Around 11AM I decided I better go looking. Not that I needed to, but that I wanted to, and wouldn’t be able to handle waiting the next twenty minutes before he got home. Actually I had no idea. I had no idea how long he would be. He’d left a little after 9 to go run on the bike trail. He gave me a hug and I said, “So…like an hour you think?” and he said probably a little longer than that.

Our kids don’t have smartphones, so I can’t track their locations. I know the other moms do this, so I don’t feel too bad. He brought his regular track phone, but didn’t answer when I called it. I was in the middle of making Ratatouille, with extra hamburger and sausage adjusted from last time. I grabbed a random V8 berry drink from the pantry, figuring at least it’d have calories for him.

My daughter came with me. The bike trail, if you drive there, is only two minutes away. I’d entertained the thought of just driving the van on the trail. They don’t like when you do that, and there are numerous signs marking the prohibition of motor vehicles. “Mom! You can’t do that!” she said, as I’d barely approached the trail. I wasn’t even going to drive on it, but I would have.

“Do you think that’s him?”, we both wondered, as we peered down the miles long straight lined path. She thought she saw a black dot in the distance. “Let’s just walk”, she said, and we started walking toward what we hoped was a runner. I’d been afraid of this, of having to walk and getting too far away from the van. I can walk now, I know this, but it still wasn’t all that long ago when I couldn’t.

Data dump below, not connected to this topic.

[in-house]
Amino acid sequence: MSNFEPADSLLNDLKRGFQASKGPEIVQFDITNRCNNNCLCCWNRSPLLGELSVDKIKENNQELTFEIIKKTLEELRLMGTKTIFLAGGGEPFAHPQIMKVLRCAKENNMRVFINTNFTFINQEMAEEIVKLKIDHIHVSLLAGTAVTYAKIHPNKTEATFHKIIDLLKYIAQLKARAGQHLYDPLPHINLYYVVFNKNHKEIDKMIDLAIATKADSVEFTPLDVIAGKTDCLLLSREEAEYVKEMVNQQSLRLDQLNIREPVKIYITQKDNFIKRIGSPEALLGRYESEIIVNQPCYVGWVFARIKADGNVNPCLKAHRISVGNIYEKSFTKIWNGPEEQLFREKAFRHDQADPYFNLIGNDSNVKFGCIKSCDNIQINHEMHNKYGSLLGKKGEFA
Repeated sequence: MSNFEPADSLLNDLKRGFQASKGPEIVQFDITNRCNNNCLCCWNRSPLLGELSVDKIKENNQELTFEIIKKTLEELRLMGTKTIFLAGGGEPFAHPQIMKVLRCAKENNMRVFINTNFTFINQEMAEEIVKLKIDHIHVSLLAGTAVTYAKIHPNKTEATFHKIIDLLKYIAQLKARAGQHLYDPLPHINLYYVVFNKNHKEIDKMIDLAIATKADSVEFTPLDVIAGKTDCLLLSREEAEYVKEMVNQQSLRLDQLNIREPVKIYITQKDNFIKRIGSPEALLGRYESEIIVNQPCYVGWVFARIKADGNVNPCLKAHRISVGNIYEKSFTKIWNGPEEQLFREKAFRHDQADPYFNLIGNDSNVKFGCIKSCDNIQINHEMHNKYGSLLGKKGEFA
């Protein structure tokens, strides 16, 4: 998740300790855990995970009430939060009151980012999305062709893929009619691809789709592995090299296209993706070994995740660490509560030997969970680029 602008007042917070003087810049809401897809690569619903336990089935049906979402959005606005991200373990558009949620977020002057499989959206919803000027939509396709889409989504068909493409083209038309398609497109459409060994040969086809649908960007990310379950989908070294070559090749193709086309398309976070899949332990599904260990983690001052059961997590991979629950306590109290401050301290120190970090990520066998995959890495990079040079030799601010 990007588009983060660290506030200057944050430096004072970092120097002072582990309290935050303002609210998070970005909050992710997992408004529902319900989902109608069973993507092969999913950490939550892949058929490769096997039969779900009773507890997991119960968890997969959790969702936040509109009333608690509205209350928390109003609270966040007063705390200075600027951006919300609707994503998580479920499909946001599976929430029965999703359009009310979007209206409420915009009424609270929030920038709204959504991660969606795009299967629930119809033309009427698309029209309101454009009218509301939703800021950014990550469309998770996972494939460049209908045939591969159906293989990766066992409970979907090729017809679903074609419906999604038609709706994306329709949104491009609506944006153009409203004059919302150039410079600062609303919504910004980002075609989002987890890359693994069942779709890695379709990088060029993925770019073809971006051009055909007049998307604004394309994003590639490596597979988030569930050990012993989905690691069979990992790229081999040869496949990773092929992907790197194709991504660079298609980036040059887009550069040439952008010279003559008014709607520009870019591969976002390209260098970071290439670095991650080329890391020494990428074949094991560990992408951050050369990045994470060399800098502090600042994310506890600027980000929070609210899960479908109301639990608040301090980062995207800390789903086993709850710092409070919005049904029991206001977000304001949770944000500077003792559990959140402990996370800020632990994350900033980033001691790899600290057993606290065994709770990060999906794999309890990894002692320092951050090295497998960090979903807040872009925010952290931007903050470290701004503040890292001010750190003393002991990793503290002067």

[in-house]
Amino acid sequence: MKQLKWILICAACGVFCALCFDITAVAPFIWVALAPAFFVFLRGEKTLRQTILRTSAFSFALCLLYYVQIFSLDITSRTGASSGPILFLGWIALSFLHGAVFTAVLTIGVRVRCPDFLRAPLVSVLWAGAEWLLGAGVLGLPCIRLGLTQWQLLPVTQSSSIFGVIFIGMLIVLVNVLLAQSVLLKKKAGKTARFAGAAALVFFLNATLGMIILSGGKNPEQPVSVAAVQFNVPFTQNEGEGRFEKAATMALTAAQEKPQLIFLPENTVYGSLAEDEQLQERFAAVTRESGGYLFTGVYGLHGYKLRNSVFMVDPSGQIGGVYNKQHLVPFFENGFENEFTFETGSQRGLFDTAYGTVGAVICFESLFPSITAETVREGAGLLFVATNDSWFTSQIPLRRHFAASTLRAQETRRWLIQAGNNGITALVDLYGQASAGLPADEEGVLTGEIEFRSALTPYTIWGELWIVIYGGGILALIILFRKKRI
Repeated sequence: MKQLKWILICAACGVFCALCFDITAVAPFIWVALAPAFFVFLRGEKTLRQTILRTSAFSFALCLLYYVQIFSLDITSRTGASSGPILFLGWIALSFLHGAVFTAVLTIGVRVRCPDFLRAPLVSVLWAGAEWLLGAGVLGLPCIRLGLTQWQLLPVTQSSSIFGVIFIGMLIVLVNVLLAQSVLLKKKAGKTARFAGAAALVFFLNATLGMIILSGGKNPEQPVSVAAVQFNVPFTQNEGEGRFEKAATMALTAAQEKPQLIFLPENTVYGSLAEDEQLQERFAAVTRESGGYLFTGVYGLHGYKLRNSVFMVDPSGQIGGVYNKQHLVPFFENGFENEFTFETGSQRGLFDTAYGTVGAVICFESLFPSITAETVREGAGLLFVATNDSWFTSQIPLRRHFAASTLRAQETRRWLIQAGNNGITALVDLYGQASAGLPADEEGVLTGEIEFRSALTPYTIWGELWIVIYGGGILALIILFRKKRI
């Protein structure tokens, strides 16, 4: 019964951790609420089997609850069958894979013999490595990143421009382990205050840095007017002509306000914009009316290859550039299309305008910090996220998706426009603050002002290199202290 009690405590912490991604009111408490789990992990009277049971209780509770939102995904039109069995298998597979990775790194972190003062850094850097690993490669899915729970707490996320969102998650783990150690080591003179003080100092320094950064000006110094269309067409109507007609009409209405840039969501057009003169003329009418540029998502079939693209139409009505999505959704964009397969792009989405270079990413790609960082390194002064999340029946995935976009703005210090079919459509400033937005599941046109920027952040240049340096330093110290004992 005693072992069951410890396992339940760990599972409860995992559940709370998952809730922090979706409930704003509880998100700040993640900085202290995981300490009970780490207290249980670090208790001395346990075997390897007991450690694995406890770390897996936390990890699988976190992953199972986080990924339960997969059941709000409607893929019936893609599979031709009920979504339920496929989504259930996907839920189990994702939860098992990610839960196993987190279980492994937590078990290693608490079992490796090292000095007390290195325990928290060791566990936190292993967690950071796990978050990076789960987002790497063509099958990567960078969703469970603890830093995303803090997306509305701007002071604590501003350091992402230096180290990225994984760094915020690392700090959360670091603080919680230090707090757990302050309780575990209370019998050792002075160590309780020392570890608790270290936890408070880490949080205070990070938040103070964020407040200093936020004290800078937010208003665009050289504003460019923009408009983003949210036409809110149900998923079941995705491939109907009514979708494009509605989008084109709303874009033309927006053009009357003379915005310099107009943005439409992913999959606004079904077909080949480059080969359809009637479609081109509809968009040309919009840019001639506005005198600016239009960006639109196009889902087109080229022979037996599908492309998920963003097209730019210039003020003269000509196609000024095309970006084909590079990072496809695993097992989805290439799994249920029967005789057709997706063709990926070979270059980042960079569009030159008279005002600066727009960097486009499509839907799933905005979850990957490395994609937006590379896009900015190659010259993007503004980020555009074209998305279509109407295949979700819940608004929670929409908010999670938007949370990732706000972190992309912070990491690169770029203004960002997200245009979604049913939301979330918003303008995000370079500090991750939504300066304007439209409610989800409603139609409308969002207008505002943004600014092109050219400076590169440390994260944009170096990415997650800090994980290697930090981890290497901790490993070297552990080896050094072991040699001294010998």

It’s hard to say, but I’d guess we walked about a quarter of a mile. Once we confirmed the black dot was actually an 18-year old running in a red sweatshirt and grey pants, we turned around. It was actually quite fun. She was up for an adventure, and I guess I was too. He ran right past us and didn’t say a word. “He’s going to the mile marker”, she said. That’s exactly what he did.

He’d run a little over fourteen miles. Last week he’d been out for a while and run eight, the most he’d ever run at once. “Well, was it awful?” I asked, maybe not quite so dramatically. I guess it wasn’t too bad. He ran all the way to the old high school, to the picnic shelter to get his hat, and then all the way back. I gave him the drink, not sure if he’d like it (he doesn’t like fruit much).

But he drank it and we stood there while he sat for a while. “Was it boring?”, my daughter asked, and he shrugged. “What do you think about that whole time?”, now my turn to wonder. He said something about saying he’s never doing this again, but other than that, I don’t know. My daughter and I decided we needed a better communication system. We’re different, but again, we agreed on something.

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